"We are dealing with a cascading catastrophe in which the rise of CO2 in the atmosphere set off a chain of events that successively extinguished almost all life in the seas," study lead author Dr. Hana Jurikova told The Independent.
The study, published in Nature Geoscience Monday, sought to understand the mechanisms behind an event known as the "Great Dying," the University of Saint Andrews explained in a press release. This was a period around 252 million years ago between the Permian and Triassic epochs in which 95 percent of marine species were wiped out within tens of thousands of years. It is the closest life on Earth has come to total extinction.
Scientists have advanced many theories for what caused this turn of events, including a release of methane from the seafloor and volcanic activity, but this is the first time a group has determined the exact cause, the GEOMAR Helmholtz Centre for Ocean Research Kiel, one of the research centers involved in the new study, said.
The extinction process went something like this, as Saint Andrews explained.
- A volcanic eruption in what is now Siberia sent 100,000 billion tonnes of carbon into the atmosphere.
- This release led to ocean acidification and warming, which was especially deadly to marine life that requires calcium carbonate for their shells and skeletons.
- The atmospheric warming increased the rates of chemical weathering on land.
- This caused more nutrients to run off into the ocean, depleting it of oxygen and perhaps also poisoning it with sulphide.
"It took several hundreds of thousands to millions of years for the ecosystem to recover from the catastrophe, which profoundly altered the course of evolution of life on Earth," Jurikova said.
The researchers, who also included members of the Helmholtz Centre Potsdam GFZ German Research Centre for Geosciences, were able to reach their conclusions by examining the shells of fossil brachiopods.
"These are clam-like organisms that have existed on Earth for more than 500 million years," Jurikova explained in the GEOMAR press release.
The researchers were able to assess the pH levels in the ocean based on the different isotopes of boron in the fossilized shells. Because oceanic pH levels are tightly linked to atmospheric carbon dioxide, the team could then create a model of the atmosphere at the time.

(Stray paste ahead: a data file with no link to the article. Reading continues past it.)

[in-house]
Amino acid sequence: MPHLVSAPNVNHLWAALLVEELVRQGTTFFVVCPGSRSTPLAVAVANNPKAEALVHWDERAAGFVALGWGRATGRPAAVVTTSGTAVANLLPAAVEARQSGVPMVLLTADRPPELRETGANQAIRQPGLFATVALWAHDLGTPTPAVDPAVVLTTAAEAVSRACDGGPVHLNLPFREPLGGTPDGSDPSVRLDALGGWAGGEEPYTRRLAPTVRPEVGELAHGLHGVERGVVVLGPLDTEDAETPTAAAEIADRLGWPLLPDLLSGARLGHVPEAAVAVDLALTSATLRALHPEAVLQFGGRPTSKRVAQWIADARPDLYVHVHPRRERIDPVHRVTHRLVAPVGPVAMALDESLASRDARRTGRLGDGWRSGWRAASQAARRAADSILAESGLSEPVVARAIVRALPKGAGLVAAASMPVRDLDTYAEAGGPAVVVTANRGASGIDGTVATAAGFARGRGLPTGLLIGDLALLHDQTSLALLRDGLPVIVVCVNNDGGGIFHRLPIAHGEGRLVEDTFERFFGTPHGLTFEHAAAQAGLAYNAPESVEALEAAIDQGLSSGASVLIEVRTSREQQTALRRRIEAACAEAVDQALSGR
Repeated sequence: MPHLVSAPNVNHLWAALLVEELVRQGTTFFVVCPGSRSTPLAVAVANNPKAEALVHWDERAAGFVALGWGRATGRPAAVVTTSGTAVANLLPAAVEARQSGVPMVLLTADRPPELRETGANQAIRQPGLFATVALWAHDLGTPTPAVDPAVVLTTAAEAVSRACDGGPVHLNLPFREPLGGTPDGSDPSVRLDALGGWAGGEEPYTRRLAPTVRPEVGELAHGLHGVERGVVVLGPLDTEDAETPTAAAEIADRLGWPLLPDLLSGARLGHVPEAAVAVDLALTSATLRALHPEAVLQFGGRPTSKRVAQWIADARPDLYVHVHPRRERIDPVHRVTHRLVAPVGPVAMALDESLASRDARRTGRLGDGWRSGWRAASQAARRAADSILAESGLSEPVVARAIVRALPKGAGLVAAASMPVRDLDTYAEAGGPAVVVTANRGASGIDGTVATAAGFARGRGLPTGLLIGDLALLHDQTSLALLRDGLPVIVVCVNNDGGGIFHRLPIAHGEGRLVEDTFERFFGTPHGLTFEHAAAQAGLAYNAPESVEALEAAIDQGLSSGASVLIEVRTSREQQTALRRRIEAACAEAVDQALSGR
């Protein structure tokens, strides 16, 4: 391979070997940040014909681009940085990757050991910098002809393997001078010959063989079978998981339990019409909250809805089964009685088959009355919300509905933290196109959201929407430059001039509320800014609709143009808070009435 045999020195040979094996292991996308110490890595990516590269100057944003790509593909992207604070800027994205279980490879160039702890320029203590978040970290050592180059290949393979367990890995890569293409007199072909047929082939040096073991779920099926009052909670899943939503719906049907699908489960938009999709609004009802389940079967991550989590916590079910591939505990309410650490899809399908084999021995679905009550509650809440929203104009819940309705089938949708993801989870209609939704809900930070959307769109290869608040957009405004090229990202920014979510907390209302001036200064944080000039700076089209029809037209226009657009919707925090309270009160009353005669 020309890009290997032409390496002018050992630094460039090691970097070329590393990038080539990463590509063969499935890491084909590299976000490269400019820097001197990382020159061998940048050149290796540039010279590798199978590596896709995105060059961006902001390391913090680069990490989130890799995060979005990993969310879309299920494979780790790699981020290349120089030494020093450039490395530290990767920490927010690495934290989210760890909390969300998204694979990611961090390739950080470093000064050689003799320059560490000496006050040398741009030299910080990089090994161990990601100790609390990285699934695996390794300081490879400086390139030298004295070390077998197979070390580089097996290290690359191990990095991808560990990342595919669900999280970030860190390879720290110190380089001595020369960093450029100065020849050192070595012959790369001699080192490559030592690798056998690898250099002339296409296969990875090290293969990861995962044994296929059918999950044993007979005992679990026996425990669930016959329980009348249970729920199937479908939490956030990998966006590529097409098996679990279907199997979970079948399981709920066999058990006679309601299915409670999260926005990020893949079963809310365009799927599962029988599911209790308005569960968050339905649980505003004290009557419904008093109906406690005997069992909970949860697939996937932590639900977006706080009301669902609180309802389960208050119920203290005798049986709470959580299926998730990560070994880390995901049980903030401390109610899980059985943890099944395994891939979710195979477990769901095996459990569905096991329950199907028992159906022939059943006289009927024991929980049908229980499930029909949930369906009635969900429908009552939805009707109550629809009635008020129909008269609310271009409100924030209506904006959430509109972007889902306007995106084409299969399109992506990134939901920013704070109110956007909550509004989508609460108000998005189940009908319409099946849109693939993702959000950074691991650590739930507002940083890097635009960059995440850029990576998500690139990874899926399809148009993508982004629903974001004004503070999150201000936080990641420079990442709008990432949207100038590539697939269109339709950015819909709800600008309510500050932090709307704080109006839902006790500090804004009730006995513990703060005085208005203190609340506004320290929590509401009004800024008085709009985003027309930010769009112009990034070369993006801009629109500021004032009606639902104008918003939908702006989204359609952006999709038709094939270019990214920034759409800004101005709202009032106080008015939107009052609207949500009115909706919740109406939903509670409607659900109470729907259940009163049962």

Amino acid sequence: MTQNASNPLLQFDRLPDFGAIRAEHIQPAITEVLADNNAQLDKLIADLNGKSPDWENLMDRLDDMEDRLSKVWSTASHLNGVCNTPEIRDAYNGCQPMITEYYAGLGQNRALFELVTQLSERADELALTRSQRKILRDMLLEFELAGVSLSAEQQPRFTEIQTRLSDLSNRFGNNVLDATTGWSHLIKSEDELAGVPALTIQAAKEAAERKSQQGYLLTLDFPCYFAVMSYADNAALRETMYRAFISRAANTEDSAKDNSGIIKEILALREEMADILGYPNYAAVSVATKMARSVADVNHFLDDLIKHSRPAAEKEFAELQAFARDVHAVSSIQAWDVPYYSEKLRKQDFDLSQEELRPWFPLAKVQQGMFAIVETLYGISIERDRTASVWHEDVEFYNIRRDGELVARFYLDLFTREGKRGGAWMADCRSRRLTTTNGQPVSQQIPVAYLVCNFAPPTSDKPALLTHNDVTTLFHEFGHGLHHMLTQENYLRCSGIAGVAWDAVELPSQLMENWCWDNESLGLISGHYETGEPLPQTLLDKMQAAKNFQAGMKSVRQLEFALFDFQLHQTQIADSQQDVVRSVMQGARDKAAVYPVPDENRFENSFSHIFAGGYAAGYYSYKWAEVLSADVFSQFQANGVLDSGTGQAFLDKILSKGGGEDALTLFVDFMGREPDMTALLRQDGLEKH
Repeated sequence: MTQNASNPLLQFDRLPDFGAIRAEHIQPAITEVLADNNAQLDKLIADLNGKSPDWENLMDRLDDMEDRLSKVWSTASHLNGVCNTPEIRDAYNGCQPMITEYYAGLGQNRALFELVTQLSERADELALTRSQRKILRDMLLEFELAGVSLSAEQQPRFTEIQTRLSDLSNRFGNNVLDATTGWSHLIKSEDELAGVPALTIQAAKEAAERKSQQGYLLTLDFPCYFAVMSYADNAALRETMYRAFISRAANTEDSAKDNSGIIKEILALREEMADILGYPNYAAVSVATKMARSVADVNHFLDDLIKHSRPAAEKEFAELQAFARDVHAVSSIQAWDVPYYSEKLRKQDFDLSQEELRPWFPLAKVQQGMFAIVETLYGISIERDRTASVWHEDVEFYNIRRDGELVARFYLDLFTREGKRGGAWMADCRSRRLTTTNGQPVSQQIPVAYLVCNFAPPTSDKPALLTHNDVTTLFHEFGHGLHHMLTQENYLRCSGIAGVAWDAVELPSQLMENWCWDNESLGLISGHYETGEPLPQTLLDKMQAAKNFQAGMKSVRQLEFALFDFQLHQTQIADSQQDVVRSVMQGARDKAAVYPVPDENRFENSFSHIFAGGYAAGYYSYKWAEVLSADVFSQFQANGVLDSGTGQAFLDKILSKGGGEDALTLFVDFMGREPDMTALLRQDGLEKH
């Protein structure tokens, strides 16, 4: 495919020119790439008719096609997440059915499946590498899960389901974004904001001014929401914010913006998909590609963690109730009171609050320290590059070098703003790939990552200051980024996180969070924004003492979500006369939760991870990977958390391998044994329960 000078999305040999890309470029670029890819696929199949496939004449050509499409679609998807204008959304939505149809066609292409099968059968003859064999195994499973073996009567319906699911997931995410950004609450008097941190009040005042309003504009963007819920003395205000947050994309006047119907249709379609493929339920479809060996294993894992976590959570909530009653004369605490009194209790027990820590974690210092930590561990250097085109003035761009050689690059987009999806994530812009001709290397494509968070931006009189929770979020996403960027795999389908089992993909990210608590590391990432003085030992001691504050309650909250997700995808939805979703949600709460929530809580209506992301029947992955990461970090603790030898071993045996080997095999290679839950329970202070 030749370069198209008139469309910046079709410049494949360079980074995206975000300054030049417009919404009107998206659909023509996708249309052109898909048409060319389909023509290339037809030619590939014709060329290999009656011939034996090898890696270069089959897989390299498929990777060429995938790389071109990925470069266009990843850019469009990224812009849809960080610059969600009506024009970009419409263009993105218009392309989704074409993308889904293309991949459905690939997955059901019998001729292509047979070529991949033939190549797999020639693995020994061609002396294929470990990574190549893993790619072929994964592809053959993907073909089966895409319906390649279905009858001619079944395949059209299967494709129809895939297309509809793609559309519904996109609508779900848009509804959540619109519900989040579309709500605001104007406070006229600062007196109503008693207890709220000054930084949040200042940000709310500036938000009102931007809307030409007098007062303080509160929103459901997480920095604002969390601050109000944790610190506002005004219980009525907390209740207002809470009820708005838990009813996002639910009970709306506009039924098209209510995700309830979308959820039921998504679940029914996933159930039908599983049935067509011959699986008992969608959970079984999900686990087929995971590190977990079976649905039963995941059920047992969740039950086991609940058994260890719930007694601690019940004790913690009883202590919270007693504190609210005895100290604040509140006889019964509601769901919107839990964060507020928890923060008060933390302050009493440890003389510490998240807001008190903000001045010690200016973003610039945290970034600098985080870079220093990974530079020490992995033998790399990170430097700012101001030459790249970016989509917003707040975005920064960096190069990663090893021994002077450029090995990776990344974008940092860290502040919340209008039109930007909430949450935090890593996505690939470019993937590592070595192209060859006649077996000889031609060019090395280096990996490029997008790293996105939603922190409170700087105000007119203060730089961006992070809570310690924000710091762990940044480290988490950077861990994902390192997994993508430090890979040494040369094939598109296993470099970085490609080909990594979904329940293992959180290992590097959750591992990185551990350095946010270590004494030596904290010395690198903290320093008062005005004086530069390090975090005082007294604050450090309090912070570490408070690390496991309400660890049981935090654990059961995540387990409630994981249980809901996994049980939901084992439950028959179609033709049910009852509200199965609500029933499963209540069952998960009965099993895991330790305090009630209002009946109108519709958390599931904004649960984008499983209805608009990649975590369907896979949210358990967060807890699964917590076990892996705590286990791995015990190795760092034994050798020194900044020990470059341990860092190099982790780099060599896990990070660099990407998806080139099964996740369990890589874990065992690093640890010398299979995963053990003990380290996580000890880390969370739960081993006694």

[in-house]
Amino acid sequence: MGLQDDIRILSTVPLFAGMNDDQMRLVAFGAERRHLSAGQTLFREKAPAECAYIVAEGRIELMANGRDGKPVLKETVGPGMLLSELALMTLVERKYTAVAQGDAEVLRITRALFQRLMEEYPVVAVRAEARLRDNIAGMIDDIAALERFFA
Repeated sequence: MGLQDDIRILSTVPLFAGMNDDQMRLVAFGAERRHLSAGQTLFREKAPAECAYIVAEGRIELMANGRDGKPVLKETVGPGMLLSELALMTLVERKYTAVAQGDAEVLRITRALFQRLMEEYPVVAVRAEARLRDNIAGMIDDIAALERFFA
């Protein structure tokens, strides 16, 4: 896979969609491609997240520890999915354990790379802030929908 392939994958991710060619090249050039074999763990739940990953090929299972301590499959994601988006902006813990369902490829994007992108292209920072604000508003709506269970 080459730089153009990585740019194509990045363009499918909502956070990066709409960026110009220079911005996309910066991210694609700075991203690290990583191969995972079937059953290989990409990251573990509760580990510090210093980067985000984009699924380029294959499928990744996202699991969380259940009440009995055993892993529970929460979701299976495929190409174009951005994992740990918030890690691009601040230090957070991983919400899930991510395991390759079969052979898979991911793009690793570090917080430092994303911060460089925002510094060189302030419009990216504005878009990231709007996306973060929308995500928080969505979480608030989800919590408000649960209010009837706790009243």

"With this technique, we can not only reconstruct the evolution of the atmospheric CO2 concentrations, but also clearly trace it back to volcanic activity," study coauthor Dr. Marcus Gutjahr of GEOMAR said in the press release.
The amount of carbon dioxide released by the Siberian volcano was more than 40 times all the carbon dioxide currently held in fossil fuel reserves, including everything that has been released since the start of the industrial revolution, according to Saint Andrews.
Still, the researchers told The Independent that the study offered "bleak lessons" for humanity as we face the sixth mass extinction.
"Ancient volcanic eruptions of this kind are not directly comparable to anthropogenic carbon emissions, and in fact all modern fossil fuel reserves are far too insufficient to release as much CO2 over hundreds of years, let alone thousands of years as was released 252 million years ago," Jurikova told The Independent. "But it is astonishing that humanity's CO2 emission rate is currently fourteen times higher than the annual emission rate at the time that marked the greatest biological catastrophe in Earth's history."
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A powerful volcano on Monday rocked an uninhabited island frequented by tourists about 30 miles off New Zealand's coast. Authorities have confirmed that five people died. They expect that number to rise as some are missing and police officials issued a statement that flights around the islands revealed "no signs of life had been seen at any point,", as The Guardian reported.
"Based on the information we have, we do not believe there are any survivors on the island," the police said in their official statement. "Police is working urgently to confirm the exact number of those who have died, further to the five confirmed deceased already."
The eruption happened on New Zealand's Whakaari/White Island, an islet jutting out of the Bay of Plenty, off the country's North Island. The island is privately owned and is typically visited for day-trips by thousands of tourists every year, according to The New York Times.
My god, White Island volcano in New Zealand erupted today for first time since 2001. My family and I had gotten off it 20 minutes before, were waiting at our boat about to leave when we saw it. Boat ride home tending to people our boat rescued was indescribable. #whiteisland pic.twitter.com/QJwWi12Tvt— Michael Schade (@sch) December 9, 2019
Michael Schade / Twitter
At the time of the eruption on Monday, about 50 passengers from the Ovation of Seas were on the island, including more than 30 who were part of a Royal Caribbean cruise trip, according to CNN. Twenty-three people, including the five dead, were evacuated from the island.
The eruption occurred at 2:11 pm local time on Monday, as footage from a crater camera owned and operated by GeoNet, New Zealand's geological hazards agency, shows. The camera also shows dozens of people walking near the rim as white smoke billows just before the eruption, according to Reuters.
Police were unable to reach the island because searing white ash posed imminent danger to rescue workers, said John Tims, New Zealand's deputy police commissioner, as he stood next to Prime Minister Jacinda Ardern in a press conference, as The New York Times reported. Tims said rescue workers would assess the safety of approaching the island on Tuesday morning. "We know the urgency to go back to the island," he told reporters.